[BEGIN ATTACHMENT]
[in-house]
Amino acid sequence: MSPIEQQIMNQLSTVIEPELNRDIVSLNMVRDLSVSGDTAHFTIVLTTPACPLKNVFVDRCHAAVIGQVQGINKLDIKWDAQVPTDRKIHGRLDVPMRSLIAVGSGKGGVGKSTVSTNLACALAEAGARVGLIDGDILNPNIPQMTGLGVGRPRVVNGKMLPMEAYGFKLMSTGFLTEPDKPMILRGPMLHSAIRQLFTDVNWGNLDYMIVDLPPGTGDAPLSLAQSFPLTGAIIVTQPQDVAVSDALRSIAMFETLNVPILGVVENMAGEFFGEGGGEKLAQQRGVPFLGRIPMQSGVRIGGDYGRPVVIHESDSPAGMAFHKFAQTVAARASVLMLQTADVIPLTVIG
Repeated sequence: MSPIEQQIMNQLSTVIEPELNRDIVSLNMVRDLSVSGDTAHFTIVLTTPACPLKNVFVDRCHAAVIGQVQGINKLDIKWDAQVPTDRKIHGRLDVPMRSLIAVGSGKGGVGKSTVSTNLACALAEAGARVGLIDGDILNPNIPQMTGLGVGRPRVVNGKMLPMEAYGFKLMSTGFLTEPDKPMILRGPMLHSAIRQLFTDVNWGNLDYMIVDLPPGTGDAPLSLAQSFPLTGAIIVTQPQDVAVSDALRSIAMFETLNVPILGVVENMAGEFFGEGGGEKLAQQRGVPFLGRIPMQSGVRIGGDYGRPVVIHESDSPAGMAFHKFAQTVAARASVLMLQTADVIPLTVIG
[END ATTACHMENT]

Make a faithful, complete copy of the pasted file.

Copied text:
[in-house]
Amino acid sequence: MSPIEQQIMNQLSTVIEPELNRDIVSLNMVRDLSVSGDTAHFTIVLTTPACPLKNVFVDRCHAAVIGQVQGINKLDIKWDAQVPTDRKIHGRLDVPMRSLIAVGSGKGGVGKSTVSTNLACALAEAGARVGLIDGDILNPNIPQMTGLGVGRPRVVNGKMLPMEAYGFKLMSTGFLTEPDKPMILRGPMLHSAIRQLFTDVNWGNLDYMIVDLPPGTGDAPLSLAQSFPLTGAIIVTQPQDVAVSDALRSIAMFETLNVPILGVVENMAGEFFGEGGGEKLAQQRGVPFLGRIPMQSGVRIGGDYGRPVVIHESDSPAGMAFHKFAQTVAARASVLMLQTADVIPLTVIG
Repeated sequence: MSPIEQQIMNQLSTVIEPELNRDIVSLNMVRDLSVSGDTAHFTIVLTTPACPLKNVFVDRCHAAVIGQVQGINKLDIKWDAQVPTDRKIHGRLDVPMRSLIAVGSGKGGVGKSTVSTNLACALAEAGARVGLIDGDILNPNIPQMTGLGVGRPRVVNGKMLPMEAYGFKLMSTGFLTEPDKPMILRGPMLHSAIRQLFTDVNWGNLDYMIVDLPPGTGDAPLSLAQSFPLTGAIIVTQPQDVAVSDALRSIAMFETLNVPILGVVENMAGEFFGEGGGEKLAQQRGVPFLGRIPMQSGVRIGGDYGRPVVIHESDSPAGMAFHKFAQTVAARASVLMLQTADVIPLTVIG